Economics is a study of mankind in the ordinary business of life. So wrote Alfred Marshall, the great 19th-century British economist, in his textbook, Principles of Economics. Although we have learned much about the economy since Marshalls time, this definition of economics is as true today as it was in 1890, when the first edition of his text was published. Why should you, as a student of the 21st century, embark on the study of economics? Here are three good reasons.
The first reason to study economics is that it will help you understand the world in which you live. There are many questions about the economy that might spark your curiosity. Why do airlines charge less for a return ticket if the traveller stays over a Saturday night? Why is Julia Roberts paid so much to star in films? Why are living standards so meagre in many African countries? Why do some countries have high rates of inflation while others have stable prices? Why have some European countries adopted a common currency? These are just a few of the questions that a course in economics will help you answer.
The second reason to study economics is that it will make you a more astute participant in the economy As you go about your life, you make many economic decisions. While you are a student, you decide how many years to stay in fulltime education. Once you take a job, you decide how much of your income to spend, how much to save and how to invest your savings. One day you may find yourself running a small business or a large firm, and you will decide what prices to charge for your products. The insights developed in the coming chapters will give you a new perspective on how best to make these decisions. Studying economics will not by itself make you rich, but it will give you some tools that may help in that endeavour if that is what you desire. The third reason to study economics is that it will give you a better understanding of the potential and limits of economic policy. As a voter, you help choose the policies that guide the allocation of societys resources. When deciding which policies to support, you may find yourself asking various questions about economics.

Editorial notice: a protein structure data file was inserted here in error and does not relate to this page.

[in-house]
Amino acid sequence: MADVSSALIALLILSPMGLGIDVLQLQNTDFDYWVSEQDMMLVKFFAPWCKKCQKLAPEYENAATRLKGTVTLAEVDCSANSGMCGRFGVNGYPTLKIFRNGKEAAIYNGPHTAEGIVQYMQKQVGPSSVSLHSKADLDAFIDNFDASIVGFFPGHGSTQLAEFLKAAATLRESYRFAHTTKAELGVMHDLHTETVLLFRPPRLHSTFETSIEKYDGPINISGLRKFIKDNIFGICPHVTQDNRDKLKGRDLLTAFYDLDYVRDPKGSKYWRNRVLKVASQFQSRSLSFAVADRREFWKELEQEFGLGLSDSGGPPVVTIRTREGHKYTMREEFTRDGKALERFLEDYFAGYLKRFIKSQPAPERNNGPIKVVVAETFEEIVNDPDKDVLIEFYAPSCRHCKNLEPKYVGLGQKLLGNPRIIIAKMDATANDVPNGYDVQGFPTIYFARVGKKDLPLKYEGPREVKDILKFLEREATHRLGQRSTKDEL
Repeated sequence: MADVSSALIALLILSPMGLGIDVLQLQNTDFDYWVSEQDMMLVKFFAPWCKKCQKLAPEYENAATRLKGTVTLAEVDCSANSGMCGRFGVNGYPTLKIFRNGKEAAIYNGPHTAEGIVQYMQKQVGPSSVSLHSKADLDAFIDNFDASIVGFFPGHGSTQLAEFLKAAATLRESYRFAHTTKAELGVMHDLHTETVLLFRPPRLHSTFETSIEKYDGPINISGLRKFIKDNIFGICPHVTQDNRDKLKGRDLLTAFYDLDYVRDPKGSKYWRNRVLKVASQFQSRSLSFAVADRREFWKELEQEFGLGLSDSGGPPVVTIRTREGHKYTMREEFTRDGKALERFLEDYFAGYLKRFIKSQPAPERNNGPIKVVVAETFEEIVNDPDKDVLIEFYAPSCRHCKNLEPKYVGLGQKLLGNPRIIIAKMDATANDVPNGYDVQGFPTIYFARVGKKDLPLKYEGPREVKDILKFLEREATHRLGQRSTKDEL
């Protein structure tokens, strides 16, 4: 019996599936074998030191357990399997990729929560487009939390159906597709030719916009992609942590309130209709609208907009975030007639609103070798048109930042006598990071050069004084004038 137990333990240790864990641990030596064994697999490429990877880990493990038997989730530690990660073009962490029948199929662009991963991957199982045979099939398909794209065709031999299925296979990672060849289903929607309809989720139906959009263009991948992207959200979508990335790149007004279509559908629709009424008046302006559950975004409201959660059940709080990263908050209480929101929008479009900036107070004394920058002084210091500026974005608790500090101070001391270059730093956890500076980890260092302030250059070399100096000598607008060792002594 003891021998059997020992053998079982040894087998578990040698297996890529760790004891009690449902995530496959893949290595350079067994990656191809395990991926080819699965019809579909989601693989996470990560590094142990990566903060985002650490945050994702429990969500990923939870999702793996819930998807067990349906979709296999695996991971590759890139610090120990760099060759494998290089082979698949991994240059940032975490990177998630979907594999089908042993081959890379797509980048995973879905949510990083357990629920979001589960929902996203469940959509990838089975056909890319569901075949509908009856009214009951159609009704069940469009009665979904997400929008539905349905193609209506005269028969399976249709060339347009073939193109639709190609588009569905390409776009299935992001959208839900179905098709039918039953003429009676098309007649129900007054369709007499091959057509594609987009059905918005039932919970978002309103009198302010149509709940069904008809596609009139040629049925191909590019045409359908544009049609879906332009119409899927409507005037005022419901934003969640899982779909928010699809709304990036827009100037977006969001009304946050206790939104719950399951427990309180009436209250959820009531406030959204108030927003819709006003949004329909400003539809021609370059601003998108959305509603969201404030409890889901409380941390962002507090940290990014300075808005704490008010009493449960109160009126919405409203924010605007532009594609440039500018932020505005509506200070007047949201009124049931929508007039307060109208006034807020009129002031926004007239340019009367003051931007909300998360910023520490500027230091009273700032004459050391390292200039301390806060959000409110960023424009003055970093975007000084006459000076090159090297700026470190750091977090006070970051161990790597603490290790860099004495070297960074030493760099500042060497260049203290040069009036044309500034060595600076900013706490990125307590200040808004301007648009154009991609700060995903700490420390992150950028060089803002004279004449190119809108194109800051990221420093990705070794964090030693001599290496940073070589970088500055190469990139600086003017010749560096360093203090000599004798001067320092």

What are the burdens associated with alternative forms of taxation? What are the effects of free trade with other countries? What is the best way to protect the environment? How does the government budget deficit affect the economy? These and similar questions are always on the minds of policy makers. Thus the principles of economics can be applied in many of lifes situations. Whether the future finds you reading the newspaper, running a business or running the country, you will be glad that you studied economics.